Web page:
Scan ID#: Over 200 of these maps have been scanned by Alan Slingerland of New Archives, courtesy of the Consortium of Rhinebeck History. The scans are on file at The Rhinebeck Historical Society.

ID: The numbers are in order of when the map was initially described by RHS.

Bundle No: We found the maps in 60 bundles. Maps that otherwise appear to be undecipherable sometimes can be explained by examining others in the same bundle.

Date: We usually did not assign a date unless it actually appeared on the map. Sometimes the only date is the year of the compass reading that was used as a reference, in which case we labelled date as “1917 North,” although the map itself may well have been done later. In the case of two or three dates appearing on the same map, we usually used the earlier date.

Title of Map: Our first choice would be a printed title, usually in the lower part of the map; second choice would be a handwritten title, preferably inside the map, but often on an outside edge; absent any title, we created what we hope is an accurate and brief description.

Media Link: Link to the actual map image (if available)

Map Type: Most of the maps are “surveys”; many show contours and these are “topo surveys”; since Teal did a lot of sidewalk and drainage planning for the Village of Rhinebeck,  there are numerous “profiles.” Other categories include “site plan,” “elevations,” “calculation sheets,” and “sketch plans.”

Scale: The scale is usually indicated on the more finished maps. Since many of these were work papers never intended for use by anyone else, the scale is not written on the map and we had to calculate it by using a ruler with an available distance measurement noted on the map.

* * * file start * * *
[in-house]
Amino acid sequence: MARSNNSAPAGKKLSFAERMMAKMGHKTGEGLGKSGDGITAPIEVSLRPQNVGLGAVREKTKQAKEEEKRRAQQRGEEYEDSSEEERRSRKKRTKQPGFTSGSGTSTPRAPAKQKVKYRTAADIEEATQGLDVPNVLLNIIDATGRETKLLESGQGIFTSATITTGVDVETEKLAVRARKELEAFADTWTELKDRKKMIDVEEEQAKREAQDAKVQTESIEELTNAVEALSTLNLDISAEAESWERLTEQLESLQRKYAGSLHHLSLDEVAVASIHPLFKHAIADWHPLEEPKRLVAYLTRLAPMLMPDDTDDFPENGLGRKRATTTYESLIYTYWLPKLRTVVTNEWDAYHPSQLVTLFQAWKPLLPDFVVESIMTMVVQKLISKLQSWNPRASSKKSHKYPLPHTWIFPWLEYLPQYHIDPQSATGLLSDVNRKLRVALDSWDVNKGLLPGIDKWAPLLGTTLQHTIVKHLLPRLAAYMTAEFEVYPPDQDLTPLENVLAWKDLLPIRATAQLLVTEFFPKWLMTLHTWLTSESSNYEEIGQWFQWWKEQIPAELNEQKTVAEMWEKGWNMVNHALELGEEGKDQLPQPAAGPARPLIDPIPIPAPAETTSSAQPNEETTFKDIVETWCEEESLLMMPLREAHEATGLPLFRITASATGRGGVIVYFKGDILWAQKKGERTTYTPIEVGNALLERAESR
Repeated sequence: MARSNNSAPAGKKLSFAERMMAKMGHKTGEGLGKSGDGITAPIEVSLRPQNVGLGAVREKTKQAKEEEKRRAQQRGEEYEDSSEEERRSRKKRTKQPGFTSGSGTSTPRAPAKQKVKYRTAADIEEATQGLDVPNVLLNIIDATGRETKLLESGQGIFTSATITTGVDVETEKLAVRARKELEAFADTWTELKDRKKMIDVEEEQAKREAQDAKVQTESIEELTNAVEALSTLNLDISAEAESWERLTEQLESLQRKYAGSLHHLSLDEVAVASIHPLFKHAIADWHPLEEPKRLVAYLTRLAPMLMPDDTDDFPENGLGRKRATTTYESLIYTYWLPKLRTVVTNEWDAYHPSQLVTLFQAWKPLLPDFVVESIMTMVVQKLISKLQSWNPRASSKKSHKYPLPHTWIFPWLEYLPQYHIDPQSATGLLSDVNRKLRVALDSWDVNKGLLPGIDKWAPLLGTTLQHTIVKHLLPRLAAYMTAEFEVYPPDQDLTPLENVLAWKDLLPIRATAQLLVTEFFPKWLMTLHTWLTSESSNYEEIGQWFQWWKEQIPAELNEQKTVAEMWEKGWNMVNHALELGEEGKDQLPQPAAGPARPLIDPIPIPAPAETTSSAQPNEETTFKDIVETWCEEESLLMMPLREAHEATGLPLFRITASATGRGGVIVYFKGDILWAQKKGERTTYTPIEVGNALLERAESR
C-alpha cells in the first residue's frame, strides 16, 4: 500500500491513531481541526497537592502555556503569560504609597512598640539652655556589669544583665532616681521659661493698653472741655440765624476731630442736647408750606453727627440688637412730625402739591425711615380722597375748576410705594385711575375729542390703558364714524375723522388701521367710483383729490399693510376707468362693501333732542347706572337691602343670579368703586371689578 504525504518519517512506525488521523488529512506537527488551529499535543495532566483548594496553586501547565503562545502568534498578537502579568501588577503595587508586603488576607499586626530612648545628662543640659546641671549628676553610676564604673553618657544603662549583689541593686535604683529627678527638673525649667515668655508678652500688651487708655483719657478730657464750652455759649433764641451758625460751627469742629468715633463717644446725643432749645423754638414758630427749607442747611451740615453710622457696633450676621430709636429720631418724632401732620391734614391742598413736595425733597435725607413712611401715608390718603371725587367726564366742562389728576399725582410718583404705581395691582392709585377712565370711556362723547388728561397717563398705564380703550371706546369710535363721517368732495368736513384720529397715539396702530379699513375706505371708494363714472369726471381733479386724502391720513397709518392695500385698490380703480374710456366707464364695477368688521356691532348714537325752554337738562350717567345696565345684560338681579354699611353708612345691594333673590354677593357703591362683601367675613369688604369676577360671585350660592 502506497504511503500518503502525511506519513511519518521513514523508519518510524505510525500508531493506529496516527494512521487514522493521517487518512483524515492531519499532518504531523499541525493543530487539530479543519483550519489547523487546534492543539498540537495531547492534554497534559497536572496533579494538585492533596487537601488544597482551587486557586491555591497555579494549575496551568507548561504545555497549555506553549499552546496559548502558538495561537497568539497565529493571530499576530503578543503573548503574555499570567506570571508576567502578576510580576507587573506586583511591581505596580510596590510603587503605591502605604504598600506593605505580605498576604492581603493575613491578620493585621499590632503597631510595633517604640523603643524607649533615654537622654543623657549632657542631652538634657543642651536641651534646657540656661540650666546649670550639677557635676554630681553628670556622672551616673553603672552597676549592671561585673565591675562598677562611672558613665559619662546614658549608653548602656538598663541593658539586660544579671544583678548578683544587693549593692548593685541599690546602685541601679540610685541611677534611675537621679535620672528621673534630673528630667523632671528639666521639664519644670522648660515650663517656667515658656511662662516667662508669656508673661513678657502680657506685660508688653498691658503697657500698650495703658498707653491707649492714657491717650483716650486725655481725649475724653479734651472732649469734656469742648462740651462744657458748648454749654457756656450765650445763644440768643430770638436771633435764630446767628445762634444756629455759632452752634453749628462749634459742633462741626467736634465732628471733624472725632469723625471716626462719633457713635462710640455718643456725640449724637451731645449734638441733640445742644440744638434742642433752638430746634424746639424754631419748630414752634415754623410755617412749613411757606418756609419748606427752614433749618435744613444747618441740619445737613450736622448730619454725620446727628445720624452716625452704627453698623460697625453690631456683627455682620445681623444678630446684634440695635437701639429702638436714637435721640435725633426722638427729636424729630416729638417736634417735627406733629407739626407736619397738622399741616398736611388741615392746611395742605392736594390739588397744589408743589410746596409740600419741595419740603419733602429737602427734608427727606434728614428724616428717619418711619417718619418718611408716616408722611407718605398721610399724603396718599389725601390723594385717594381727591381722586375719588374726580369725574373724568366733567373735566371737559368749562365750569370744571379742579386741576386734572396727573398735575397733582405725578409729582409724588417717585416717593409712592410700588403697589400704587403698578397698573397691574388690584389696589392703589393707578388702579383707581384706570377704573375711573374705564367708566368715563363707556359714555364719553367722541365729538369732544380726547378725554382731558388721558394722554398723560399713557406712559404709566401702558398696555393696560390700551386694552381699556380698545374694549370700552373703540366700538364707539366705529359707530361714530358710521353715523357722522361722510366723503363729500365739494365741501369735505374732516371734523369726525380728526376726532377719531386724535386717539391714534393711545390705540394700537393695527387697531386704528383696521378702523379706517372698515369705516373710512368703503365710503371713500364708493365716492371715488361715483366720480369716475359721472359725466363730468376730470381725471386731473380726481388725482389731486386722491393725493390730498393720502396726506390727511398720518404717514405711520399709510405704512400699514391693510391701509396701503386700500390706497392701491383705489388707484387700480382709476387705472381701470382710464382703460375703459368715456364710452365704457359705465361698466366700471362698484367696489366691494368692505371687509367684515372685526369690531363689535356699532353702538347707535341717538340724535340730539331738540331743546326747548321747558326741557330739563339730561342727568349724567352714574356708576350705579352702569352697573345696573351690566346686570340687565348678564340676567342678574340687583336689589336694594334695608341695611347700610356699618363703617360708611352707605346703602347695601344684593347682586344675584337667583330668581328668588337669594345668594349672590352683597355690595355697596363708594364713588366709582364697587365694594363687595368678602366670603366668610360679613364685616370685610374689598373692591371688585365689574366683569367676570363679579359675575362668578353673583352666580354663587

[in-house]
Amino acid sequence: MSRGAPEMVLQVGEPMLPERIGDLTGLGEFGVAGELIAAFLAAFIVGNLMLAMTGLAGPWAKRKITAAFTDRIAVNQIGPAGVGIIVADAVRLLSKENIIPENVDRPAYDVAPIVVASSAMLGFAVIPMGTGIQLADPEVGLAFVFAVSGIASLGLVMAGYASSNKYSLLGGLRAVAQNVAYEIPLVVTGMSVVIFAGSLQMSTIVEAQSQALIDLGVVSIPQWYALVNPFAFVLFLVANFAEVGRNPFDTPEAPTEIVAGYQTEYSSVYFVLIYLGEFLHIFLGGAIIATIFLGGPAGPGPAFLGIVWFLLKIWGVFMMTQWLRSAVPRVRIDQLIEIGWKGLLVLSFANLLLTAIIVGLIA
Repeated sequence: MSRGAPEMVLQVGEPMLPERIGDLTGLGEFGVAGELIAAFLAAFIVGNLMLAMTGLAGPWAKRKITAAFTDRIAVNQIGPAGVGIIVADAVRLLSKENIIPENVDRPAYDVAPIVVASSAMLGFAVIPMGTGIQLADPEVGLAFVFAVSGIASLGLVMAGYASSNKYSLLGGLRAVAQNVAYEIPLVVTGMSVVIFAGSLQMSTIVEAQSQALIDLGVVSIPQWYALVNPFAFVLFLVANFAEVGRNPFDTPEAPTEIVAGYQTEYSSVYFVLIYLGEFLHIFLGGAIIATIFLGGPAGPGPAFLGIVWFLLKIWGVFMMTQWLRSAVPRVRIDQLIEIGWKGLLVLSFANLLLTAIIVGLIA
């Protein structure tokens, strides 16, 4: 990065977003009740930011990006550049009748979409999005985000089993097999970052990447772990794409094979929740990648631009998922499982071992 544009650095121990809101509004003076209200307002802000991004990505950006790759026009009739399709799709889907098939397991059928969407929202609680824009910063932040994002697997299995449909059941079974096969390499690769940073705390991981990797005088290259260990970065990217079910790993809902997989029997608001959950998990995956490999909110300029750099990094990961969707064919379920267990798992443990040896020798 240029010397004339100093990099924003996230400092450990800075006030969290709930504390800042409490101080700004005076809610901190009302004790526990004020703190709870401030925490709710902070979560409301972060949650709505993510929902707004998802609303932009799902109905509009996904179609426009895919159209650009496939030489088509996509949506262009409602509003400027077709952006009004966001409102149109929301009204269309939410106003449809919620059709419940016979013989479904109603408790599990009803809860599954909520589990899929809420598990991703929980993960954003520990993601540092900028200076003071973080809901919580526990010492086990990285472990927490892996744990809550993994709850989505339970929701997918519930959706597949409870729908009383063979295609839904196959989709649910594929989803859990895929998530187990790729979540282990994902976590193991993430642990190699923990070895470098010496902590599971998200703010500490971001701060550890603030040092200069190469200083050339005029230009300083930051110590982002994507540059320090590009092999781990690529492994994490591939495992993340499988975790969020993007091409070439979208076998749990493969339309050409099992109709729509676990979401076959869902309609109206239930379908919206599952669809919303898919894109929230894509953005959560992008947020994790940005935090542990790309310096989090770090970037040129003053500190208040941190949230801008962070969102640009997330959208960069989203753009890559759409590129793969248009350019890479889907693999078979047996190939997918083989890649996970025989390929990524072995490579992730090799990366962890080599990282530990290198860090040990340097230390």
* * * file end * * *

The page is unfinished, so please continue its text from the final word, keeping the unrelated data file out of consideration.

Material: Only a very few of the maps are on linen, since that was expensive and intended for his clients. Most are on paper, of varying weight.

Medium: The most recent maps, especially those by Robert Decker, are often printed. The majority of the older maps are in pencil—if colored pencil, that is indicated. Occasionally, Teal will use ink, and that is indicated.

Condition: The most recent maps tend to be in good condition. The older maps have not fared so well. The heavier the paper, the more likely the map has suffered from fluctuations in storage conditions, some with very long rips, occasionally with sections missing. 

Location: Unless a map is clearly identifiable as a description of a specific village or town (usually Rhinebeck), we have indicated “Unknown.”

Identifiers: Whatever common or proper nouns appear on the map have been recorded in this field. If the identifier field is blank, it may only mean that our volunteers have not yet had an opportunity to review this particular map. Properly completing this field has been the most time-consuming part of our work on the Teal maps.

Surnames: Family names appearing on the map—actually a subset of the Identifiers field.

Signer: Usually Frank Teal or Robert Decker. If the handwriting was clearly Teal’s, the map is attributed to him, although in many cases we only suspect authorship and in those cases we have indicated “Unknown.”

Notes: For topo maps, here we indicate the amount between contours; where acreage is specified on a map, it is indicted in the notes; if this map should be compared with another, that other map is indicated here.

Width: measured in inches, to the quarter inch.

Length: ditto.

Vertical: Click on this field to view the data in vertical format. (If you wanted to print the description of a map, this would be the way to do it.)

Acknowledgments: 

The database would not have been possible without the help of many, including:   
Karen Wojtaszek
Alan Slingerland
Nancy Kelly
The Thompson Trust
Bobbie Thomson and Barbara Bielenberg of the Egbert Benson Historical Society of Red Hook
Rebecca Johnson
Elaine  Cruickshank
Kay Verrilli
The Consortium of Rhinebeck History